Covalent bonds

Molecules

A molecule consists of two or more non-metal atoms joined together by covalent bonds. A molecule can be:

  • an element, if its atoms are of the same non-metal
  • a compound, if its atoms are of different non-metals

A covalent bond is formed when a pair of electrons is shared between two atoms. These shared electrons are found in the outer shells of the atoms. In general, each atom contributes one electron to the shared pair of electrons.

Dot and cross diagrams

A simple molecule consists of a small number of atoms joined together by covalent bonds. The bonding in these molecules can be modelled using dot and cross diagrams, in which:

  • the outer shell of each atom is drawn as a circle
  • circles overlap where there is a covalent bond
  • electrons from one atom are drawn as dots, and electrons from another atom as crosses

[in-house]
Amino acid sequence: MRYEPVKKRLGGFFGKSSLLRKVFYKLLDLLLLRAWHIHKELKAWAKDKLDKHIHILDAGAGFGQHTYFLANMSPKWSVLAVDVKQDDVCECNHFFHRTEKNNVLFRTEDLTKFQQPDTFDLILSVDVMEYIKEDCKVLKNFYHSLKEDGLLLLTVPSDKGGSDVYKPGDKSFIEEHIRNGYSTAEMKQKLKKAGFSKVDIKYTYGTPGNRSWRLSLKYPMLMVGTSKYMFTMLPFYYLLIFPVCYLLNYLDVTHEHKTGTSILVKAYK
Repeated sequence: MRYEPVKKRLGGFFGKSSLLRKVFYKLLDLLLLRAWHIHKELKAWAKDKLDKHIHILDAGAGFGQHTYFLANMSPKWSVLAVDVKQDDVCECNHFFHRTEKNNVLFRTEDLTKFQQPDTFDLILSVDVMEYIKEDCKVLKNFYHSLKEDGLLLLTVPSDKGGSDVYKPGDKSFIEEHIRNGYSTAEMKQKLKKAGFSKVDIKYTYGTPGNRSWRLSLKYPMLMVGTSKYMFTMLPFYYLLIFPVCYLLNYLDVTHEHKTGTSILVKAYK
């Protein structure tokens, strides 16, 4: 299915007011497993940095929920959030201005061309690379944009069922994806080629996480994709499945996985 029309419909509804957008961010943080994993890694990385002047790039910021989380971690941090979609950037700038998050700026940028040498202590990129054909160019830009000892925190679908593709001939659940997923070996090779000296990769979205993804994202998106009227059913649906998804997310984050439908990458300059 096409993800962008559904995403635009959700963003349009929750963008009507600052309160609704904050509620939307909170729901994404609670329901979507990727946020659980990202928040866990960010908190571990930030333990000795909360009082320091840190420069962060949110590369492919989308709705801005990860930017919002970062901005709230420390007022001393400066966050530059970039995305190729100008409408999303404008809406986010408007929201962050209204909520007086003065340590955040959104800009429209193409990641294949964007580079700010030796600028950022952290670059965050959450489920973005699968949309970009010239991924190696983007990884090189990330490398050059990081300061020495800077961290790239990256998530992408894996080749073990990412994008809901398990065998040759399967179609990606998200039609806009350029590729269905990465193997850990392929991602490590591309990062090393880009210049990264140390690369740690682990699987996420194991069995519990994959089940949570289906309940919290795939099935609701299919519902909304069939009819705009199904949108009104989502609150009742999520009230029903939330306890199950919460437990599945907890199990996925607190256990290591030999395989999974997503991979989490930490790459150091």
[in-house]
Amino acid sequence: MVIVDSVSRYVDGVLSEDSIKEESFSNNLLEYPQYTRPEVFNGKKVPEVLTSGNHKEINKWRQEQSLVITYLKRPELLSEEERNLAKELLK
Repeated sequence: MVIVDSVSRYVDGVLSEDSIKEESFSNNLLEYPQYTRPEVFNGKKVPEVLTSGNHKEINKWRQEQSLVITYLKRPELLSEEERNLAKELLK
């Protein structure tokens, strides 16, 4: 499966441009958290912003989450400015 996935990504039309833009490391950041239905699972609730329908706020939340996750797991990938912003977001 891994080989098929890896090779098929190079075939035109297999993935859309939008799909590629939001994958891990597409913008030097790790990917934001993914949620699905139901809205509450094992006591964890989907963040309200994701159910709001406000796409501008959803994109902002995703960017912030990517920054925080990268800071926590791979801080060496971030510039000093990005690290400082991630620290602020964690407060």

For example, a hydrogen molecule forms when a hydrogen atom shares its outer electron with another hydrogen atom.

Dot and cross diagram of a hydrogen bondingA dot and cross diagram to model the bonding in hydrogen, H2

Drawing structures

A simple molecule can be modelled by drawing its structure. In these structures:

  • show each atom by its element symbol
  • show each covalent bond as a straight line

For example, a hydrogen molecule has two H atoms and one covalent bond. The diagram shows its structure.

Two letter Hs connected by a lineThe structure of a hydrogen molecule

Some examples of models

Table of models of hydrogen chloride, water and methaneTable of models of hydrogen chloride, water and methane

Chemical formulae

Simple molecules contain fixed numbers of atoms. This means that the chemical formula used for a simple molecular substance is its molecular formula.

A molecular formula shows the actual numbers of atoms of each element in a molecule. For example, the formula for methane is CH4. It shows that each methane molecule contains one carbon atom and four hydrogen atoms.

curriculum-key-fact
A covalent bond is a shared pair of electrons.

An explanation of covalent bonding